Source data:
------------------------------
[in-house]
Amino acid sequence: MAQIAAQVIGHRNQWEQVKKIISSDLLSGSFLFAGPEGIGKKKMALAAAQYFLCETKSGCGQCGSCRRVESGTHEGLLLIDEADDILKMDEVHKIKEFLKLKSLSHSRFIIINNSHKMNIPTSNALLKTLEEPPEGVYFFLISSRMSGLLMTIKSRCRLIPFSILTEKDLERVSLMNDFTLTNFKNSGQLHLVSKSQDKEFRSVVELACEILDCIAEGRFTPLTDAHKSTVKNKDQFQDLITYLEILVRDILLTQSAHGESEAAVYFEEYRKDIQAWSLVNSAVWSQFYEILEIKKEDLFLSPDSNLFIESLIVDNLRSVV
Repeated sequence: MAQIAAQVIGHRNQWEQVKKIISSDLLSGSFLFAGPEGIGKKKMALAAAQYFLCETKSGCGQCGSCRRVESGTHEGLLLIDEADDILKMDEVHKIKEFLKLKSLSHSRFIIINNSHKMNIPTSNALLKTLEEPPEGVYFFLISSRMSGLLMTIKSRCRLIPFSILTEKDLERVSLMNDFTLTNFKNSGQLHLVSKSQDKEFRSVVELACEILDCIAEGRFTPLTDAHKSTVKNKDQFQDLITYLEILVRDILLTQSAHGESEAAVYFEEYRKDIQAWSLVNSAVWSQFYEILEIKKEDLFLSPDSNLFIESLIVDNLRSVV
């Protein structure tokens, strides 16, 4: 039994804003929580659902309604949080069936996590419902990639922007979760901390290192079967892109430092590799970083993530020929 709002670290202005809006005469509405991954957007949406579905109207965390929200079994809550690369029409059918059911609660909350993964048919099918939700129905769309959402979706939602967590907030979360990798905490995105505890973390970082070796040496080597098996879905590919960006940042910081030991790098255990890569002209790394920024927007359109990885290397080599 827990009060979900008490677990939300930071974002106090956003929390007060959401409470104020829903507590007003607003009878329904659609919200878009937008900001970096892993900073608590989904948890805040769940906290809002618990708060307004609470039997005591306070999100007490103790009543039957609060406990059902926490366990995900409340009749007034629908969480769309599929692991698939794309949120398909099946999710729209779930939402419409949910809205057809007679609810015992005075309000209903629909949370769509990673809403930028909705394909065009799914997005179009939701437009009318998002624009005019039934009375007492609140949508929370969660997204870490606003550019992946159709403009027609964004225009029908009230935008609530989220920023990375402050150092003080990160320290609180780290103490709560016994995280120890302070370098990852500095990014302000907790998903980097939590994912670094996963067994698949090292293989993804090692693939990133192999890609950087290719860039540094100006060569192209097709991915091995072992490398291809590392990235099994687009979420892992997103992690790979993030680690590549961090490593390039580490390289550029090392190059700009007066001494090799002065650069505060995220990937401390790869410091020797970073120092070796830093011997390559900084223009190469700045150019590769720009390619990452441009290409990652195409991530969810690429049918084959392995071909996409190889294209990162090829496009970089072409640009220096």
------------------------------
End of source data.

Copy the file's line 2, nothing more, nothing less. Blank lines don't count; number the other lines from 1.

Amino acid sequence: MAQIAAQVIGHRNQWEQVKKIISSDLLSGSFLFAGPEGIGKKKMALAAAQYFLCETKSGCGQCGSCRRVESGTHEGLLLIDEADDILKMDEVHKIKEFLKLKSLSHSRFIIINNSHKMNIPTSNALLKTLEEPPEGVYFFLISSRMSGLLMTIKSRCRLIPFSILTEKDLERVSLMNDFTLTNFKNSGQLHLVSKSQDKEFRSVVELACEILDCIAEGRFTPLTDAHKSTVKNKDQFQDLITYLEILVRDILLTQSAHGESEAAVYFEEYRKDIQAWSLVNSAVWSQFYEILEIKKEDLFLSPDSNLFIESLIVDNLRSVV